Shadow Government

A front-row seat to the Republicans' debate over foreign policy, including their critique of the Biden administration.

How Rouhani Could Regain Momentum: Free Pastor Saeed Abedini

Iranian President Hasan Rouhani has hit something of a rough patch in his much-ballyhooed charm offensive. Up until this week, he was clearly winning each news cycle. The dominant narrative was one of great expectation, boosting hopes that the long-sought “Iranian moderate,” the earnest quest of American foreign-policy makers since 1979, had finally emerged. Since ...

Photo: Thumbnail image from beheardproject.com/saeed
Photo: Thumbnail image from beheardproject.com/saeed
Photo: Thumbnail image from beheardproject.com/saeed

Iranian President Hasan Rouhani has hit something of a rough patch in his much-ballyhooed charm offensive. Up until this week, he was clearly winning each news cycle. The dominant narrative was one of great expectation, boosting hopes that the long-sought "Iranian moderate," the earnest quest of American foreign-policy makers since 1979, had finally emerged.

Since arriving in New York for the U.N. General Assembly meeting, Rouhani has seemed to struggle. His decision not to shake President Barack Obama's hand deflated the optimists rather markedly. And even when he tried to encourage optimists by decrying the Holocaust, his government undermined him by blowing dog whistles to mollify the Holocaust-denier base of the Iranian regime. The net result has left Americans wondering just how moderate the Rouhani regime will end up being, regardless of how moderate Rouhani may or may not want to be.

Is there a bold step that Rouhani could take that would galvanize the optimists in the international community and, crucially, within the United States? I can think of one: releasing Pastor Saeed Abedini, a U.S. citizen who is a victim of religious persecution, imprisoned for his faith inside Iran. The portion of the American public that depends only on the elite media for news will not know much about this case. I found only two brief hits (here and here) in the New York Times. However, today is the one-year anniversary of Abedini's imprisonment, and there is a full-page advertisement from Billy Graham in today's NYT print edition. Perhaps now the mainstream media will begin to pay attention to it.

Iranian President Hasan Rouhani has hit something of a rough patch in his much-ballyhooed charm offensive. Up until this week, he was clearly winning each news cycle. The dominant narrative was one of great expectation, boosting hopes that the long-sought “Iranian moderate,” the earnest quest of American foreign-policy makers since 1979, had finally emerged.

Since arriving in New York for the U.N. General Assembly meeting, Rouhani has seemed to struggle. His decision not to shake President Barack Obama’s hand deflated the optimists rather markedly. And even when he tried to encourage optimists by decrying the Holocaust, his government undermined him by blowing dog whistles to mollify the Holocaust-denier base of the Iranian regime. The net result has left Americans wondering just how moderate the Rouhani regime will end up being, regardless of how moderate Rouhani may or may not want to be.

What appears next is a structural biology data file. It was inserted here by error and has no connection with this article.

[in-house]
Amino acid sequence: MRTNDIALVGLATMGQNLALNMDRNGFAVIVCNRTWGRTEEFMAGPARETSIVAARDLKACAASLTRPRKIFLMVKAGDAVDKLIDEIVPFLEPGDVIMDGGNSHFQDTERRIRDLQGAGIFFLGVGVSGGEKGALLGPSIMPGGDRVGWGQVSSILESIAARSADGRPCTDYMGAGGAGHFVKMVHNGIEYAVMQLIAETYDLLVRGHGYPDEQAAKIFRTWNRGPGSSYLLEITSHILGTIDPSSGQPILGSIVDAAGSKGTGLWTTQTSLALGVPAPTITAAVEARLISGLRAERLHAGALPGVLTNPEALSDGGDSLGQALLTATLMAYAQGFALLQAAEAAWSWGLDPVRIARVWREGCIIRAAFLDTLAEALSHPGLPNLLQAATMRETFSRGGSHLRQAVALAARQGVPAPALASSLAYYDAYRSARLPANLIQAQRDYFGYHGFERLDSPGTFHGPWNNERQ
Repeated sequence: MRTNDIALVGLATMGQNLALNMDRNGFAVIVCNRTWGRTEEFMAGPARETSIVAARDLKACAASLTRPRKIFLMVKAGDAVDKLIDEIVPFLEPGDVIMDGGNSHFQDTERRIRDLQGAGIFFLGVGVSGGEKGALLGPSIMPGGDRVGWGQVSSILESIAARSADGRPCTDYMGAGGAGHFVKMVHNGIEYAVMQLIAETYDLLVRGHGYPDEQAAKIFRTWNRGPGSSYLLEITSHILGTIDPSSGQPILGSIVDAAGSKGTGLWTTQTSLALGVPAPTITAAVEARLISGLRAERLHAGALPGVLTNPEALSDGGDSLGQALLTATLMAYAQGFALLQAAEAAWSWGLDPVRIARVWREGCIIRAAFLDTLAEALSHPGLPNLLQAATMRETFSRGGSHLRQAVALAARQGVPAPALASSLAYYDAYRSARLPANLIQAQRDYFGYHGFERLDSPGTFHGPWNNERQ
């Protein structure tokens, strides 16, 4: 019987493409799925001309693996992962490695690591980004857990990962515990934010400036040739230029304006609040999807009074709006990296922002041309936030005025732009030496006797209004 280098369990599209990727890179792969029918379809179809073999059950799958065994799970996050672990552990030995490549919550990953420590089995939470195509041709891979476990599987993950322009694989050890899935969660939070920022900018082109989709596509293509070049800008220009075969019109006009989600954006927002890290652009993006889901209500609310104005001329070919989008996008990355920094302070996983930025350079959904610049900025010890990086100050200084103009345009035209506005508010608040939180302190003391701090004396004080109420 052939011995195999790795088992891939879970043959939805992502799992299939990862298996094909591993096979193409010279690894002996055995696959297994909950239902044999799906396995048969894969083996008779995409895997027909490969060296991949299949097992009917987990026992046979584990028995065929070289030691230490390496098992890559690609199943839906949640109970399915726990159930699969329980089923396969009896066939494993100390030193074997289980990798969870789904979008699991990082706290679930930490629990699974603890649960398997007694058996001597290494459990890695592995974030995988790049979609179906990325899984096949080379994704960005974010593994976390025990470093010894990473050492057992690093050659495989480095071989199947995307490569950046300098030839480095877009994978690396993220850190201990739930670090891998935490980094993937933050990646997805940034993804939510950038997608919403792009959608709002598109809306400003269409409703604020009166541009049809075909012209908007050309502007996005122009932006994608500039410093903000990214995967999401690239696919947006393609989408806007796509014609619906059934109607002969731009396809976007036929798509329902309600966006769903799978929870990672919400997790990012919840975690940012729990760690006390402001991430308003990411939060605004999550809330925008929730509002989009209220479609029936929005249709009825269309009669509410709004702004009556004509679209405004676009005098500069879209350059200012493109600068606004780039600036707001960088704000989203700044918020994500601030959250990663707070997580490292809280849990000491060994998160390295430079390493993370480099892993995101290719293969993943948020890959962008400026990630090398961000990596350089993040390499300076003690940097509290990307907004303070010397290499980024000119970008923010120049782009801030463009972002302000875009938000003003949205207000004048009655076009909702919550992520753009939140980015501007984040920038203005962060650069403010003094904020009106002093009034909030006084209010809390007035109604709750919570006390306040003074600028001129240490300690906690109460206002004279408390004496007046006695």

Is there a bold step that Rouhani could take that would galvanize the optimists in the international community and, crucially, within the United States? I can think of one: releasing Pastor Saeed Abedini, a U.S. citizen who is a victim of religious persecution, imprisoned for his faith inside Iran. The portion of the American public that depends only on the elite media for news will not know much about this case. I found only two brief hits (here and here) in the New York Times. However, today is the one-year anniversary of Abedini’s imprisonment, and there is a full-page advertisement from Billy Graham in today’s NYT print edition. Perhaps now the mainstream media will begin to pay attention to it.

Abedini’s plight has been a much bigger concern among American Christians, as well as among those of all faiths who care deeply about the “first freedom” — religious freedom. Abedini’s wife writes movingly about her husband’s plight. And she may have gotten closer to a face-to-face meeting with Rouhani than Obama did.

If Rouhani were to intervene on behalf of this victim of religious persecution, it would restore a substantial amount of charm to his charm offensive. It would broaden somewhat the political bargaining space and would wrong-foot Rouhani’s fiercest critics. Rouhani’s many supporters and well-wishers within the United States should add their voices to Billy Graham’s, encouraging Rouhani to do the right thing: free this American citizen and put Iran on the path toward respecting the basic human right of religious freedom.

Peter D. Feaver is a professor of political science and public policy at Duke University, where he directs the Program in American Grand Strategy.

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